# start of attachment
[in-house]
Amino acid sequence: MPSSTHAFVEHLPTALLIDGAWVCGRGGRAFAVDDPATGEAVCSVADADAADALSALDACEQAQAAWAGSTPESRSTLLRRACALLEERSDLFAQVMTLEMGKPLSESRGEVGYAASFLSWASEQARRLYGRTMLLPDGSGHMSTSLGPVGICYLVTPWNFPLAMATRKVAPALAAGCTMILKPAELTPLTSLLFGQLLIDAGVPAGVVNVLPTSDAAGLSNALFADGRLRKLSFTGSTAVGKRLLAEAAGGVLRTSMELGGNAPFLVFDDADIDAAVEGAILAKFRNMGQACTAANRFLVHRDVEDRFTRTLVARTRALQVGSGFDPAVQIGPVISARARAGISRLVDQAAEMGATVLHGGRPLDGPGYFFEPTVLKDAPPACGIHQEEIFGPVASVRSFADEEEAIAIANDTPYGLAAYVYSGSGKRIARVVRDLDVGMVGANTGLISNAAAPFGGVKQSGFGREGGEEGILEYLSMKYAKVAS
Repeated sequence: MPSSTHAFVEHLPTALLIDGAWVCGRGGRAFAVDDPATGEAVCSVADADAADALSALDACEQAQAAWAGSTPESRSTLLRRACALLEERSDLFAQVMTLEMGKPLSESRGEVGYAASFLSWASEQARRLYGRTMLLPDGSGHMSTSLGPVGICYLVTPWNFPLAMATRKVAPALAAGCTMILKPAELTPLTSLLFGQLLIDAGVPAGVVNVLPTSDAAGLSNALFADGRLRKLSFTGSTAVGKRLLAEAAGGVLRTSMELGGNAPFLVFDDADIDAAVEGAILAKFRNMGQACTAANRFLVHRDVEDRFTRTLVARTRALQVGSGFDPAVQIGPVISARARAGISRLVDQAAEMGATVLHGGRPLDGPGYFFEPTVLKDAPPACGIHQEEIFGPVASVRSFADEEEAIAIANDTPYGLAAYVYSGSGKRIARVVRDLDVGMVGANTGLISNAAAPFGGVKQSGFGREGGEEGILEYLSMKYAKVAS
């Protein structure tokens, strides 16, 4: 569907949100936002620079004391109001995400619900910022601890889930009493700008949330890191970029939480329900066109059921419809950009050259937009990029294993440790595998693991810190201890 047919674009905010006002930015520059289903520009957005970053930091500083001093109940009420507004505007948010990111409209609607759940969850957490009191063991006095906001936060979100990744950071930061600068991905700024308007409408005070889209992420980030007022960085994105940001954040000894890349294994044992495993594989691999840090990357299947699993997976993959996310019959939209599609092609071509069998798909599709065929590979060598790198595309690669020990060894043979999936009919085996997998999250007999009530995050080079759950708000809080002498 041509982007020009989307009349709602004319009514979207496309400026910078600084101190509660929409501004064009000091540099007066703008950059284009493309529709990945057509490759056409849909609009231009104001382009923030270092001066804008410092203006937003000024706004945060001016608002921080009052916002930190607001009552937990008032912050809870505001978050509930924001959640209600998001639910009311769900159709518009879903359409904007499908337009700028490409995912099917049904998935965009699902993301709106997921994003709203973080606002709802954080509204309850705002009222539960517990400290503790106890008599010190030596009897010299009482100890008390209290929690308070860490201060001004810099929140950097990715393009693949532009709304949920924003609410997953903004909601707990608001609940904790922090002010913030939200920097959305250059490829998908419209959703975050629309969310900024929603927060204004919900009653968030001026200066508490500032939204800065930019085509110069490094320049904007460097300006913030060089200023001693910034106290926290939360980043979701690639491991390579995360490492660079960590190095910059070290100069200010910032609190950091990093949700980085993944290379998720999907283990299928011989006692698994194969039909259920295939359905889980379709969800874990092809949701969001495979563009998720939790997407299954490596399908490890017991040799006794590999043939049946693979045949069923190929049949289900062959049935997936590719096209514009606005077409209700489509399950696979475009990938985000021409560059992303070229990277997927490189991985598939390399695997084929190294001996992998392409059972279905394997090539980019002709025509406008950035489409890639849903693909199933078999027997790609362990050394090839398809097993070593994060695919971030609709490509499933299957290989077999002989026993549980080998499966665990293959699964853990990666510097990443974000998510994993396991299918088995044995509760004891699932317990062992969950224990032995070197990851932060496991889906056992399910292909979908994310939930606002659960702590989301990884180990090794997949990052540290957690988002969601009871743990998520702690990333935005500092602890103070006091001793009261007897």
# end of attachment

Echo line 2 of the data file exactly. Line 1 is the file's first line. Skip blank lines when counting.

Amino acid sequence: MPSSTHAFVEHLPTALLIDGAWVCGRGGRAFAVDDPATGEAVCSVADADAADALSALDACEQAQAAWAGSTPESRSTLLRRACALLEERSDLFAQVMTLEMGKPLSESRGEVGYAASFLSWASEQARRLYGRTMLLPDGSGHMSTSLGPVGICYLVTPWNFPLAMATRKVAPALAAGCTMILKPAELTPLTSLLFGQLLIDAGVPAGVVNVLPTSDAAGLSNALFADGRLRKLSFTGSTAVGKRLLAEAAGGVLRTSMELGGNAPFLVFDDADIDAAVEGAILAKFRNMGQACTAANRFLVHRDVEDRFTRTLVARTRALQVGSGFDPAVQIGPVISARARAGISRLVDQAAEMGATVLHGGRPLDGPGYFFEPTVLKDAPPACGIHQEEIFGPVASVRSFADEEEAIAIANDTPYGLAAYVYSGSGKRIARVVRDLDVGMVGANTGLISNAAAPFGGVKQSGFGREGGEEGILEYLSMKYAKVAS